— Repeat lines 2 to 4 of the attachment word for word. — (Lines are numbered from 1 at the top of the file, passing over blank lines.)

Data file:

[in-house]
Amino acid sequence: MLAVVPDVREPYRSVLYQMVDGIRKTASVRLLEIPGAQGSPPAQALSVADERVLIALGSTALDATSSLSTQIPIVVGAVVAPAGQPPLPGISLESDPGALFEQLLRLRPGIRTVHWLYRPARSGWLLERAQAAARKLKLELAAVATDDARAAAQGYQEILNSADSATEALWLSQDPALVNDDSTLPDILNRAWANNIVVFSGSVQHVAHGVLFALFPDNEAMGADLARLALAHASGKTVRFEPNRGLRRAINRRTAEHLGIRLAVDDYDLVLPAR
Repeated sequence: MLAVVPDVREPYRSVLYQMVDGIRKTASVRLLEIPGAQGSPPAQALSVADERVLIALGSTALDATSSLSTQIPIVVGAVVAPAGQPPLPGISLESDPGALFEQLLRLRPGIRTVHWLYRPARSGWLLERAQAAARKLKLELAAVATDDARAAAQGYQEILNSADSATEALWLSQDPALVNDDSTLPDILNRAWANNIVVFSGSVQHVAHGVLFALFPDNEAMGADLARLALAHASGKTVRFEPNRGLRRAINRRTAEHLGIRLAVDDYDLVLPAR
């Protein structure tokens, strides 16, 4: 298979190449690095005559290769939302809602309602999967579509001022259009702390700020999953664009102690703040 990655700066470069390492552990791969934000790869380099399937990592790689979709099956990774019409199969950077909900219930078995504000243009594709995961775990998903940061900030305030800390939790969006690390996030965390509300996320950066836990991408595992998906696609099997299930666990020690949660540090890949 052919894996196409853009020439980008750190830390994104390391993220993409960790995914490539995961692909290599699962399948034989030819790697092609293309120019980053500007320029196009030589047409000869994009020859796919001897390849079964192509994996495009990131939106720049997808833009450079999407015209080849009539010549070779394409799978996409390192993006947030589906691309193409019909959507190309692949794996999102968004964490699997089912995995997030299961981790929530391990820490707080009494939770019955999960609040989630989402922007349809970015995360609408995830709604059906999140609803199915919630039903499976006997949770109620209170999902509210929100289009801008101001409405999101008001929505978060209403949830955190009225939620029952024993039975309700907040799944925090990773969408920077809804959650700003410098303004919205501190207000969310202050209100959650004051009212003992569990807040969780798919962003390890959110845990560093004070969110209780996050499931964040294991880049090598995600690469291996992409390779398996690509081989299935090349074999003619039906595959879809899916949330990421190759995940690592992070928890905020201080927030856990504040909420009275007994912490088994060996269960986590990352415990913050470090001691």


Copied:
Amino acid sequence: MLAVVPDVREPYRSVLYQMVDGIRKTASVRLLEIPGAQGSPPAQALSVADERVLIALGSTALDATSSLSTQIPIVVGAVVAPAGQPPLPGISLESDPGALFEQLLRLRPGIRTVHWLYRPARSGWLLERAQAAARKLKLELAAVATDDARAAAQGYQEILNSADSATEALWLSQDPALVNDDSTLPDILNRAWANNIVVFSGSVQHVAHGVLFALFPDNEAMGADLARLALAHASGKTVRFEPNRGLRRAINRRTAEHLGIRLAVDDYDLVLPAR
Repeated sequence: MLAVVPDVREPYRSVLYQMVDGIRKTASVRLLEIPGAQGSPPAQALSVADERVLIALGSTALDATSSLSTQIPIVVGAVVAPAGQPPLPGISLESDPGALFEQLLRLRPGIRTVHWLYRPARSGWLLERAQAAARKLKLELAAVATDDARAAAQGYQEILNSADSATEALWLSQDPALVNDDSTLPDILNRAWANNIVVFSGSVQHVAHGVLFALFPDNEAMGADLARLALAHASGKTVRFEPNRGLRRAINRRTAEHLGIRLAVDDYDLVLPAR
């Protein structure tokens, strides 16, 4: 298979190449690095005559290769939302809602309602999967579509001022259009702390700020999953664009102690703040 990655700066470069390492552990791969934000790869380099399937990592790689979709099956990774019409199969950077909900219930078995504000243009594709995961775990998903940061900030305030800390939790969006690390996030965390509300996320950066836990991408595992998906696609099997299930666990020690949660540090890949 052919894996196409853009020439980008750190830390994104390391993220993409960790995914490539995961692909290599699962399948034989030819790697092609293309120019980053500007320029196009030589047409000869994009020859796919001897390849079964192509994996495009990131939106720049997808833009450079999407015209080849009539010549070779394409799978996409390192993006947030589906691309193409019909959507190309692949794996999102968004964490699997089912995995997030299961981790929530391990820490707080009494939770019955999960609040989630989402922007349809970015995360609408995830709604059906999140609803199915919630039903499976006997949770109620209170999902509210929100289009801008101001409405999101008001929505978060209403949830955190009225939620029952024993039975309700907040799944925090990773969408920077809804959650700003410098303004919205501190207000969310202050209100959650004051009212003992569990807040969780798919962003390890959110845990560093004070969110209780996050499931964040294991880049090598995600690469291996992409390779398996690509081989299935090349074999003619039906595959879809899916949330990421190759995940690592992070928890905020201080927030856990504040909420009275007994912490088994060996269960986590990352415990913050470090001691």